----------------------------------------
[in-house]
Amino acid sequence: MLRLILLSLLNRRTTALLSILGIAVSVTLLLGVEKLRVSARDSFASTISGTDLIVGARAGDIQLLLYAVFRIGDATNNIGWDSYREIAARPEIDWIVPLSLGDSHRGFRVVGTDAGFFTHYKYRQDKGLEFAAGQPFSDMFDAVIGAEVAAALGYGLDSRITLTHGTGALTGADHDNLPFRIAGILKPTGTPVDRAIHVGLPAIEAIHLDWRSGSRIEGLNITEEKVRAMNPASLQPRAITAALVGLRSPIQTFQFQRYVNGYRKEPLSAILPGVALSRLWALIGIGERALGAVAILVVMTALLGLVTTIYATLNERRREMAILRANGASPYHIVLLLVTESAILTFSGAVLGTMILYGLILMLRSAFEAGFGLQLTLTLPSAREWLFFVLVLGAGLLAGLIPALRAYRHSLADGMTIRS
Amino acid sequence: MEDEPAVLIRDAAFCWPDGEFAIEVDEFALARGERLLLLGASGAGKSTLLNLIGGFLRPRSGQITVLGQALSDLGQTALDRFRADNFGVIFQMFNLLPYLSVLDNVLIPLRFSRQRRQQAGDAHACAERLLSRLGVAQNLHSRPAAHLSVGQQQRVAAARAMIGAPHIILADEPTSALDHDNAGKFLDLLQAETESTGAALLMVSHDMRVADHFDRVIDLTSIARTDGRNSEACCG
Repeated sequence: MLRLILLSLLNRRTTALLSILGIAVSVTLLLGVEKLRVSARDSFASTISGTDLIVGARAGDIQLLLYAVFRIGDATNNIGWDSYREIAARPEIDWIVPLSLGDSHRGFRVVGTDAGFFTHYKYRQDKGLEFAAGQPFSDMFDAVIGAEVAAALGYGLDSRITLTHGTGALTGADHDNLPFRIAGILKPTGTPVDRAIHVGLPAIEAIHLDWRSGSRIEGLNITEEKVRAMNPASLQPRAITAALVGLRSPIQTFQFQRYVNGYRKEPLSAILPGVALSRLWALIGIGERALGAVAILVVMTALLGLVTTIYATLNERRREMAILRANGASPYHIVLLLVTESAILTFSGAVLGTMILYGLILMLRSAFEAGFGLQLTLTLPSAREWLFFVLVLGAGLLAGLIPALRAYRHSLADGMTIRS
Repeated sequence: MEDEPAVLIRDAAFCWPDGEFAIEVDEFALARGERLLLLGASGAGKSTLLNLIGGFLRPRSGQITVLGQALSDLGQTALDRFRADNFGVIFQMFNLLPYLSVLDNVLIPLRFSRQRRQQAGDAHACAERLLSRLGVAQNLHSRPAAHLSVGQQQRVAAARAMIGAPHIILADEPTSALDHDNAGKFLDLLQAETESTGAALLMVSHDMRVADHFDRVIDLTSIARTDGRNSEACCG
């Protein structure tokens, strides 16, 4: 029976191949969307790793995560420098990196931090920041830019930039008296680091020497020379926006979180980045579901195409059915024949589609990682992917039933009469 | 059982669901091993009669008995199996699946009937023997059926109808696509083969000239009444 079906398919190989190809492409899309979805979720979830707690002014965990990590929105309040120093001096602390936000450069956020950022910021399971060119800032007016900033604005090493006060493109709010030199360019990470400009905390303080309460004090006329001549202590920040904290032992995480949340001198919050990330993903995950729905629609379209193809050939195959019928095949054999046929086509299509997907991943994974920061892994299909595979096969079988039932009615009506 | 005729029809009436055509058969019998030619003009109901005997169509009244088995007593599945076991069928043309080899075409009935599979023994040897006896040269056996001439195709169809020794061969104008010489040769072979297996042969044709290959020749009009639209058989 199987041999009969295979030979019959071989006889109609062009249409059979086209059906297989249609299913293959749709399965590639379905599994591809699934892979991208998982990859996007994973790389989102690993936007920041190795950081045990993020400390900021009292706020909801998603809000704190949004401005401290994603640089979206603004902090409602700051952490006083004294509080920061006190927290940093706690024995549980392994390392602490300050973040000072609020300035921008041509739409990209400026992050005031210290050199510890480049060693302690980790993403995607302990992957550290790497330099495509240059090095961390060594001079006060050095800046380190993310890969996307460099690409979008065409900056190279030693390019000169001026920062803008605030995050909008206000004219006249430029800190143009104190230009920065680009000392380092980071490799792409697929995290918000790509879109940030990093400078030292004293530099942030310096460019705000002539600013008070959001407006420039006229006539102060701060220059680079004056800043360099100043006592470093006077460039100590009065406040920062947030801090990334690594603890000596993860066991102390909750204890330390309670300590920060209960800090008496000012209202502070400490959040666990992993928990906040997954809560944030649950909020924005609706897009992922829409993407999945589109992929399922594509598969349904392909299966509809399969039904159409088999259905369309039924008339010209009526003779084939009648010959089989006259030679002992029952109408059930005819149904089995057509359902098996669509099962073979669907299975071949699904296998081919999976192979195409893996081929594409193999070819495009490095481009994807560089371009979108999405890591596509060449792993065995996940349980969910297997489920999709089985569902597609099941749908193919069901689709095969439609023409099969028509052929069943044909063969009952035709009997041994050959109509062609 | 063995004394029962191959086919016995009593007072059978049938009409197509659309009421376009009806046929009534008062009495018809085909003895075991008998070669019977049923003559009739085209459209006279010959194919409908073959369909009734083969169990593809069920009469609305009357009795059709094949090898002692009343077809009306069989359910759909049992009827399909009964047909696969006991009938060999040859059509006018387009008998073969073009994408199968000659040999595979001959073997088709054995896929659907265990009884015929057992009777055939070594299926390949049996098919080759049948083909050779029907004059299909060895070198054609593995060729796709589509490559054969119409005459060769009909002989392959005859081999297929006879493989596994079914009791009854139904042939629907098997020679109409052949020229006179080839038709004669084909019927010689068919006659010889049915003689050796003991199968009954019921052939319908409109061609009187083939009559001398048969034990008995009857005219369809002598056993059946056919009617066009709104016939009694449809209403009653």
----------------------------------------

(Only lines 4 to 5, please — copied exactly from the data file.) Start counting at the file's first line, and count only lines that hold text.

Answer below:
Repeated sequence: MLRLILLSLLNRRTTALLSILGIAVSVTLLLGVEKLRVSARDSFASTISGTDLIVGARAGDIQLLLYAVFRIGDATNNIGWDSYREIAARPEIDWIVPLSLGDSHRGFRVVGTDAGFFTHYKYRQDKGLEFAAGQPFSDMFDAVIGAEVAAALGYGLDSRITLTHGTGALTGADHDNLPFRIAGILKPTGTPVDRAIHVGLPAIEAIHLDWRSGSRIEGLNITEEKVRAMNPASLQPRAITAALVGLRSPIQTFQFQRYVNGYRKEPLSAILPGVALSRLWALIGIGERALGAVAILVVMTALLGLVTTIYATLNERRREMAILRANGASPYHIVLLLVTESAILTFSGAVLGTMILYGLILMLRSAFEAGFGLQLTLTLPSAREWLFFVLVLGAGLLAGLIPALRAYRHSLADGMTIRS
Repeated sequence: MEDEPAVLIRDAAFCWPDGEFAIEVDEFALARGERLLLLGASGAGKSTLLNLIGGFLRPRSGQITVLGQALSDLGQTALDRFRADNFGVIFQMFNLLPYLSVLDNVLIPLRFSRQRRQQAGDAHACAERLLSRLGVAQNLHSRPAAHLSVGQQQRVAAARAMIGAPHIILADEPTSALDHDNAGKFLDLLQAETESTGAALLMVSHDMRVADHFDRVIDLTSIARTDGRNSEACCG